The post Mobile Marketing Continues to Explode appeared first on Millennial CEO.

photo credit: Samsung Galaxy S3 via photopin (license)

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About Daniel Newman

Daniel Newman serves as the Co-Founder and CEO of EC3, a quickly growing hosted IT and Communication service provider. Prior to this role Daniel has held several prominent leadership roles including serving as CEO of United Visual. Parent company to United Visual Systems, United Visual Productions, and United GlobalComm; a family of companies focused on Visual Communications and Audio Visual Technologies. Daniel is also widely published and active in the Social Media Community. He is the Author of Amazon Best Selling Business Book "The Millennial CEO." Daniel also Co-Founded the Global online Community 12 Most and was recognized by the Huffington Post as one of the 100 Business and Leadership Accounts to Follow on Twitter. Newman is an Adjunct Professor of Management at North Central College. He attained his undergraduate degree in Marketing at Northern Illinois University and an Executive MBA from North Central College in Naperville, IL. Newman currently resides in Aurora, Illinois with his wife (Lisa) and his two daughters (Hailey 9, Avery 5). A Chicago native all of his life, Newman is an avid golfer, a fitness fan, and a classically trained pianist

How Emotionally Aware Computing Can Bring Happiness to Your Organization

Christopher Koch


Do you feel me?

Just as once-novel voice recognition technology is now a ubiquitous part of human–machine relationships, so too could mood recognition technology (aka “affective computing”) soon pervade digital interactions.

Through the application of machine learning, Big Data inputs, image recognition, sensors, and in some cases robotics, artificially intelligent systems hunt for affective clues: widened eyes, quickened speech, and crossed arms, as well as heart rate or skin changes.




Emotions are big business

The global affective computing market is estimated to grow from just over US$9.3 billion a year in 2015 to more than $42.5 billion by 2020.

Source: “Affective Computing Market 2015 – Technology, Software, Hardware, Vertical, & Regional Forecasts to 2020 for the $42 Billion Industry” (Research and Markets, 2015)

Customer experience is the sweet spot

Forrester found that emotion was the number-one factor in determining customer loyalty in 17 out of the 18 industries it surveyed – far more important than the ease or effectiveness of customers’ interactions with a company.


Source: “You Can’t Afford to Overlook Your Customers’ Emotional Experience” (Forrester, 2015)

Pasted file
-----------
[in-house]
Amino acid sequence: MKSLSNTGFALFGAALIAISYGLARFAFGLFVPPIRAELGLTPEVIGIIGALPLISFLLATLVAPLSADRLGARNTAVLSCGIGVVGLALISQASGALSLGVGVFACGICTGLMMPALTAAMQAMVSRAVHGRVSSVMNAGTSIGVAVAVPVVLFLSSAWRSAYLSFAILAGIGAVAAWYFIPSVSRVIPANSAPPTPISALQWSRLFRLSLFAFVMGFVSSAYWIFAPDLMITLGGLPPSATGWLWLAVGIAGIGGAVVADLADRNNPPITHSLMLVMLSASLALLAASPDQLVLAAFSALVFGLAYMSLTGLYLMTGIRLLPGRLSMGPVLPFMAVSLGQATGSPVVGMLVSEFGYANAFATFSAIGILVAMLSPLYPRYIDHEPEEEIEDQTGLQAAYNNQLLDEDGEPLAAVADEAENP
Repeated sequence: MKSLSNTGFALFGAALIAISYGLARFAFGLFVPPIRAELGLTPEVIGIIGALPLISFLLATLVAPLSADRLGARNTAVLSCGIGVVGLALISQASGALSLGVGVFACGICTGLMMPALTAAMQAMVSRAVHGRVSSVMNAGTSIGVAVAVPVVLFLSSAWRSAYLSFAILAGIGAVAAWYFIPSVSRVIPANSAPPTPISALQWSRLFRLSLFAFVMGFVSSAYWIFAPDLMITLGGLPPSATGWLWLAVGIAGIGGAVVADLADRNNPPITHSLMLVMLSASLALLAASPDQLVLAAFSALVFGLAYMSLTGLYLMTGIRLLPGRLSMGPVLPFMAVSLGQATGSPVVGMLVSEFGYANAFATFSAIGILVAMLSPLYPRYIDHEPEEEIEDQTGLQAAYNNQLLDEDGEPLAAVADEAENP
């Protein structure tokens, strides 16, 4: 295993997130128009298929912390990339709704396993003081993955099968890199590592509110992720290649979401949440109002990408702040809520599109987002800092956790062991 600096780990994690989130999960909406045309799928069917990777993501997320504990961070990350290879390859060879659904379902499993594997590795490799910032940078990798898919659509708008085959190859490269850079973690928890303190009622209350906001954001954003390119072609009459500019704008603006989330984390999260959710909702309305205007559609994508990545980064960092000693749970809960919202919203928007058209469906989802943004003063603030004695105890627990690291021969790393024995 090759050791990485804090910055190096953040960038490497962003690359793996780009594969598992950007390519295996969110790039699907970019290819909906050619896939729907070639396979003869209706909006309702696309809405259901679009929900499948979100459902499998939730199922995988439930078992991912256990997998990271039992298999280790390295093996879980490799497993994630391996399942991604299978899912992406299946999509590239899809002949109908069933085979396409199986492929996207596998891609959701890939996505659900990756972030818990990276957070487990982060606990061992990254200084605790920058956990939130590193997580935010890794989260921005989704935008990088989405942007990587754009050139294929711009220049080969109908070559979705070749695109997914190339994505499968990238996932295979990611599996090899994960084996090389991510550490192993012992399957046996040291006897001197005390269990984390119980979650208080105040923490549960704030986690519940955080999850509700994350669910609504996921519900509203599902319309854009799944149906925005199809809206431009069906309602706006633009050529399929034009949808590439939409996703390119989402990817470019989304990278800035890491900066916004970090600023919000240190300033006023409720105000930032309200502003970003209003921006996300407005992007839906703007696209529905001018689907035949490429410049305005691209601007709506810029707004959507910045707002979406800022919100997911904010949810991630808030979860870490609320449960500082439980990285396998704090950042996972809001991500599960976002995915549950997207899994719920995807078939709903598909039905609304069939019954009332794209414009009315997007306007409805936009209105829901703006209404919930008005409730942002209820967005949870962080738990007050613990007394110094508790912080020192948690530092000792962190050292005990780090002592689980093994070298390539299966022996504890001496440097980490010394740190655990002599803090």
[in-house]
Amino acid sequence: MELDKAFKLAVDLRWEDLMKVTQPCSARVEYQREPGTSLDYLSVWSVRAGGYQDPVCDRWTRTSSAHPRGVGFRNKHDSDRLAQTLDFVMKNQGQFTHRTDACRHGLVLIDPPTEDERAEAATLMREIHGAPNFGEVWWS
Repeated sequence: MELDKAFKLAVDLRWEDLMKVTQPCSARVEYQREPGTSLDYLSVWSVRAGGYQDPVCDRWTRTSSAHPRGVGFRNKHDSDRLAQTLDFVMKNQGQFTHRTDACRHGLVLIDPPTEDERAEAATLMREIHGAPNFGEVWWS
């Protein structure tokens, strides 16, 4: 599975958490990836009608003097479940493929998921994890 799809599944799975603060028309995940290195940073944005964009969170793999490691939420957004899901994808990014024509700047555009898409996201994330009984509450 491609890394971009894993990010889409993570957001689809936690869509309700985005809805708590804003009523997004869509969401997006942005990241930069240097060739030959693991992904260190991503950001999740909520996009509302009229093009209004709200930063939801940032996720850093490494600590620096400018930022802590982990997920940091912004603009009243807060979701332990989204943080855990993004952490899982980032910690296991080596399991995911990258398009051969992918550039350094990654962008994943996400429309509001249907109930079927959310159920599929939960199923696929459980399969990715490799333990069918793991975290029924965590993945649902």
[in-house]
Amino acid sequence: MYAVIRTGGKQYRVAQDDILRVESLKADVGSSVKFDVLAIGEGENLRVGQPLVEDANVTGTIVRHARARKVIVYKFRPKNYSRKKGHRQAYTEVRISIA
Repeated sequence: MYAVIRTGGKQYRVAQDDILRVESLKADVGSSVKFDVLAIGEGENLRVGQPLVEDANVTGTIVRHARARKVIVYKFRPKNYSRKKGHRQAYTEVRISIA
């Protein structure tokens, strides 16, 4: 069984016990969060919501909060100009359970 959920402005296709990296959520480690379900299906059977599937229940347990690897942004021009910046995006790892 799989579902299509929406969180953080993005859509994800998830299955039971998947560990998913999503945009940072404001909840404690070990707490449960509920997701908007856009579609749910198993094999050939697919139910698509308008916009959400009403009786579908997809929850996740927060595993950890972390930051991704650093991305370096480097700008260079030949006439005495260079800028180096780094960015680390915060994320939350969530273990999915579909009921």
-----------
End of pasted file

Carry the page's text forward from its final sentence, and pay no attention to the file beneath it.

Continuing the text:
Humana gets an emotional clue

Source: “Artificial Intelligence Helps Humana Avoid Call Center Meltdowns” (The Wall Street Journal, October 27, 2016)

Insurer Humana uses artificial intelligence software that can detect conversational cues to guide call-center workers through difficult customer calls. The system recognizes that a steady rise in the pitch of a customer’s voice or instances of agent and customer talking over one another are causes for concern.

The system has led to hard results: Humana says it has seen an 28% improvement in customer satisfaction, a 63% improvement in agent engagement, and a 6% improvement in first-contact resolution.


Spread happiness across the organization

Source: “Happiness and Productivity” (University of Warwick, February 10, 2014)

Employers could monitor employee moods to make organizational adjustments that increase productivity, effectiveness, and satisfaction. Happy employees are around 12% more productive.




Walking on emotional eggshells

Whether customers and employees will be comfortable having their emotions logged and broadcast by companies is an open question. Customers may find some uses of affective computing creepy or, worse, predatory. Be sure to get their permission.


Other limiting factors

The availability of the data required to infer a person’s emotional state is still limited. Further, it can be difficult to capture all the physical cues that may be relevant to an interaction, such as facial expression, tone of voice, or posture.



Get a head start


Discover the data

Companies should determine what inferences about mental states they want the system to make and how accurately those inferences can be made using the inputs available.


Work with IT

Involve IT and engineering groups to figure out the challenges of integrating with existing systems for collecting, assimilating, and analyzing large volumes of emotional data.


Consider the complexity

Some emotions may be more difficult to discern or respond to. Context is also key. An emotionally aware machine would need to respond differently to frustration in a user in an educational setting than to frustration in a user in a vehicle.